The apparent consensus in the mainstream as to the status of the Social Security program is reflected in a comment in a Washington Post story last month. Commenting on the almost-secret work of the “bipartisan deficit commission created by Obama” – called the National Commission on Fiscal Responsibility and Reform – the Post claimed that “forging a bipartisan compromise [on Social Security] is likely to require cost-cutting as well as higher taxes.”
Nothing of the sort is “required.” There is a widespread popular desire among the people of the United States to maintain or increase benefit levels (which I discuss in the other article this week , and this could be accomplished by tax increases alone. And it wouldn’t be that painful, as I will attempt to explain right now.
Every year the Social Security Trustees put out a report on the condition of the Social Security system. This year’s report says that we could raise the payroll tax by one percentage point each for the employer and the employee (SS taxes are split 50/50 like this already), and that would make the program fully solvent through its 75-year projection period. Is one percentage point a lot? What would this mean for you and me?
Three Bucks a Week for Minimum-Wage Workers
Currently, we all pay 6.2 percent of our wages into the Social Security program, and our employer pays an equal share of 6.2 percent of our wages. An increase of one percentage point would bring that to 7.2 percent (actually 7.19 percent). Now it’s time for some math.
If you are a full-time minimum-wage worker, you earn $290 per week. At the current tax rate, you pay $17.98 of that in Social Security taxes, known officially as Old-Age, Survivors, and Disability Insurance (OASDI) taxes. If the tax went up to 7.2 percent, you would be paying $20.85 per week, which is $2.87 more each week than you’re paying now. Over the course of a month, the increase would be $11.48. That’s not an insignificant amount of money, but paying it would be a lot less of a problem for most of us than having our retirement pushed back by three years, or having our monthly benefits reduced by 5 percent, or 25 percent, or more (all of which have been seriously proposed).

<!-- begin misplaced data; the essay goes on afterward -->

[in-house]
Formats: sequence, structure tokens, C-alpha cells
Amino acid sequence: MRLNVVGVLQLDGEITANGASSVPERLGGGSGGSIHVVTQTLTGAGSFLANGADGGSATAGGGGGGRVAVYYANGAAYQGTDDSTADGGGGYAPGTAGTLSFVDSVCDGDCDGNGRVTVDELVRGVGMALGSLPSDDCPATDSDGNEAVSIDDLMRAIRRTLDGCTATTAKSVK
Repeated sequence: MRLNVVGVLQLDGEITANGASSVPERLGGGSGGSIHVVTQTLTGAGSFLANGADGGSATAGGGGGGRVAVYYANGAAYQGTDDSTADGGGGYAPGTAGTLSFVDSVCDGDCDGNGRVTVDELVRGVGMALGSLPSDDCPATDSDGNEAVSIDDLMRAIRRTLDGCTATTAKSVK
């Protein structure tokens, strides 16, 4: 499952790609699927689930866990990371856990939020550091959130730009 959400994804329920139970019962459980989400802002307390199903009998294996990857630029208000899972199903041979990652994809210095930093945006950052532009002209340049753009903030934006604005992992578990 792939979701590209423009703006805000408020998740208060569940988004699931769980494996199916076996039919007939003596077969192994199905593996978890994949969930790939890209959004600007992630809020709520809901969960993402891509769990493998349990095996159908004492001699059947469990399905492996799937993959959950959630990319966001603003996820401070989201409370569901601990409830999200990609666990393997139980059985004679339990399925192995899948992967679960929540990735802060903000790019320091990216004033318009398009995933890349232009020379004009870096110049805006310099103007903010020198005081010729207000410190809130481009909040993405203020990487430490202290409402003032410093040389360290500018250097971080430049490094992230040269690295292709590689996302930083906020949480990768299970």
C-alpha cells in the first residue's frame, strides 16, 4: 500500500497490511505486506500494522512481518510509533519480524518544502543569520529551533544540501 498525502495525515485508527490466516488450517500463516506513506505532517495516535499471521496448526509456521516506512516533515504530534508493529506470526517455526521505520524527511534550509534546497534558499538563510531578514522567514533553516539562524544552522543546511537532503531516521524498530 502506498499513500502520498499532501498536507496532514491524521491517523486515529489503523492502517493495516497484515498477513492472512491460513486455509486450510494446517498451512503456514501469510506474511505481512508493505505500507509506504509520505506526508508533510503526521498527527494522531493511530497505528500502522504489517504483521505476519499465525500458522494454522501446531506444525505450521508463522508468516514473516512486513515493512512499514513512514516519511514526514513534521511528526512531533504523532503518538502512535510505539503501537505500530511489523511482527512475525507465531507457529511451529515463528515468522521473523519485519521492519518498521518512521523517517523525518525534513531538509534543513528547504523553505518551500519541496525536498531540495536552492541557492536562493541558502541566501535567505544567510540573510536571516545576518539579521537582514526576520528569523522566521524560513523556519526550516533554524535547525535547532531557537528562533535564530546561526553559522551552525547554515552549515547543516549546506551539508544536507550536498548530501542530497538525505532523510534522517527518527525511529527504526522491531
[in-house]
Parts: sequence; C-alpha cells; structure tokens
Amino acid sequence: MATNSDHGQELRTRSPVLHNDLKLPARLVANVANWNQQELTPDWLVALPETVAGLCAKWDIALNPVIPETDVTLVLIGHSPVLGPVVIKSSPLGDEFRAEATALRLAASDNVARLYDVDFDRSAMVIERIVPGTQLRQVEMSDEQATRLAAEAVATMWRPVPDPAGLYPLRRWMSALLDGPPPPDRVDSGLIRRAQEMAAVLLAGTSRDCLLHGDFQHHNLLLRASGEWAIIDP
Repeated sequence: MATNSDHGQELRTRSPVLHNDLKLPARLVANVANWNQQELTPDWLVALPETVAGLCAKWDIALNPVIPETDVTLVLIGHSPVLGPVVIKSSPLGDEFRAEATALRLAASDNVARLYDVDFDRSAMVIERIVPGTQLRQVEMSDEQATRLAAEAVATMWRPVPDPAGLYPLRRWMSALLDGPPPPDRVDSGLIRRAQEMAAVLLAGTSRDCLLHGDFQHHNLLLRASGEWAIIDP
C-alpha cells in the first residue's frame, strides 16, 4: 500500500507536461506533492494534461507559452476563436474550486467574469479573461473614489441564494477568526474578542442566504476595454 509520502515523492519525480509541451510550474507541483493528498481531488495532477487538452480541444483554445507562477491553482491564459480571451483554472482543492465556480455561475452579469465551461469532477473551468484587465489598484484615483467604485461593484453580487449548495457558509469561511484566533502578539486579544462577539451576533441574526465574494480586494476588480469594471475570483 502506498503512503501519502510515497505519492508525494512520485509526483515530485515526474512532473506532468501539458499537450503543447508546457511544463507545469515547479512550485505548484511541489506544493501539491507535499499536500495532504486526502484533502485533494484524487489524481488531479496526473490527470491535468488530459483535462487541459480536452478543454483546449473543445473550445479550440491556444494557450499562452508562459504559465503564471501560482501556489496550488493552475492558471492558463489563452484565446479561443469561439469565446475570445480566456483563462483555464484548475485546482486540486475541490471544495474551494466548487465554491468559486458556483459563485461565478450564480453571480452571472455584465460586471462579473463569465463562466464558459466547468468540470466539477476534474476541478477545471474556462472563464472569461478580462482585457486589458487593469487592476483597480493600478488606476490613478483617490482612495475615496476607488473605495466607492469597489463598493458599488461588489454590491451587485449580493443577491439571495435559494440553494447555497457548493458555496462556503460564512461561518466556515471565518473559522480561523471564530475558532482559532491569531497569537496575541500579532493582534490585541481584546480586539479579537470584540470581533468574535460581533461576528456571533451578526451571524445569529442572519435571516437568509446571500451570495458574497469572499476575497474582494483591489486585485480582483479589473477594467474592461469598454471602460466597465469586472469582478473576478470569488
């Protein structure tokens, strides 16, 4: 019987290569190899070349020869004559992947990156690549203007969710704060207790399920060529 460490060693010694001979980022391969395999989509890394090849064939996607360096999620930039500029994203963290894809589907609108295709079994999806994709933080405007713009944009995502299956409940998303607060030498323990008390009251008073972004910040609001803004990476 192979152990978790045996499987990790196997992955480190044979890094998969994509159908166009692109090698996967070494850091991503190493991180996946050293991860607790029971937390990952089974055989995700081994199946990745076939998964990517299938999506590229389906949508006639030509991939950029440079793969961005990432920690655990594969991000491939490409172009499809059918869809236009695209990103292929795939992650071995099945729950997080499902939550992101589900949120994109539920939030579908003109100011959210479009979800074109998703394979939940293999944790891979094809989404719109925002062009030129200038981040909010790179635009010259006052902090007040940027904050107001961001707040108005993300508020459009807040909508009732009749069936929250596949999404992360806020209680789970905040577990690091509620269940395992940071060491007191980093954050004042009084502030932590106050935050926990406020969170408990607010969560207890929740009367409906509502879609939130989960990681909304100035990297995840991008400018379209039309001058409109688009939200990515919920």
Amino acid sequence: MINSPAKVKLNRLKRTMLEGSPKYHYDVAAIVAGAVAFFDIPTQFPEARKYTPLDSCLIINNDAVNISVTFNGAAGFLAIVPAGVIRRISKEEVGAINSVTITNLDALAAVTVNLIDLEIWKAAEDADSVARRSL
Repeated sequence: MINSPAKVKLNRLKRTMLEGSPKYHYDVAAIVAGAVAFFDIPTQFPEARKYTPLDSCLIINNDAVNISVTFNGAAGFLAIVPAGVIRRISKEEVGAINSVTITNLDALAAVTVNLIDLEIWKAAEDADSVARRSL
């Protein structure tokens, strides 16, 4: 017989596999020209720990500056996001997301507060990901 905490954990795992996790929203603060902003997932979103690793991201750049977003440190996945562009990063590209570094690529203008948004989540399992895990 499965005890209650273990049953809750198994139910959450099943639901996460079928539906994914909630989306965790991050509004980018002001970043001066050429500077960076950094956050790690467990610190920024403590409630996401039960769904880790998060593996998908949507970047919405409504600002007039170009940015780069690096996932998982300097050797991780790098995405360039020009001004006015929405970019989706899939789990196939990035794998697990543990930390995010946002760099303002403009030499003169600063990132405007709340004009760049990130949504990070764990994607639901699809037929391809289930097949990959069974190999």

Most of us are not earning the minimum wage. What would the tax increase cost an “average” wage earner? Such a worker earns $639 per week, so she would pay an additional $6.33 per week. And the average household (not just an individual) earns a total of about $1,000 per week, says the Census, so they would pay an additional $9.90 per week.
That is what would be required to keep Social Security in the black through the year 2085. And that’s assuming that the nation does absolutely nothing else in the meantime, which is highly unlikely. What else might we do?
One other thing we could do would be to raise the cap on taxable earnings back to where it used to be in the 1980s. Some people may know that the 6.2 percent tax on wages only applies to the first $106,800 earned each year (as of 2009). That is, the tax is “capped” at that level. Up until the 1980s, that “cap” – adjusted for inflation – meant that 90 percent of all the wages earned in the United States were taxed. Now it only takes in 83 percent of all wages. (That’s because the rich got so much richer during this period that a lot more money went to members of the More-Than-$106,000-Per-Year Club.) Raising the cap on taxable wages back to 90 percent would mean that wages up to $213,000 this year would be taxed (Urban Institute figures).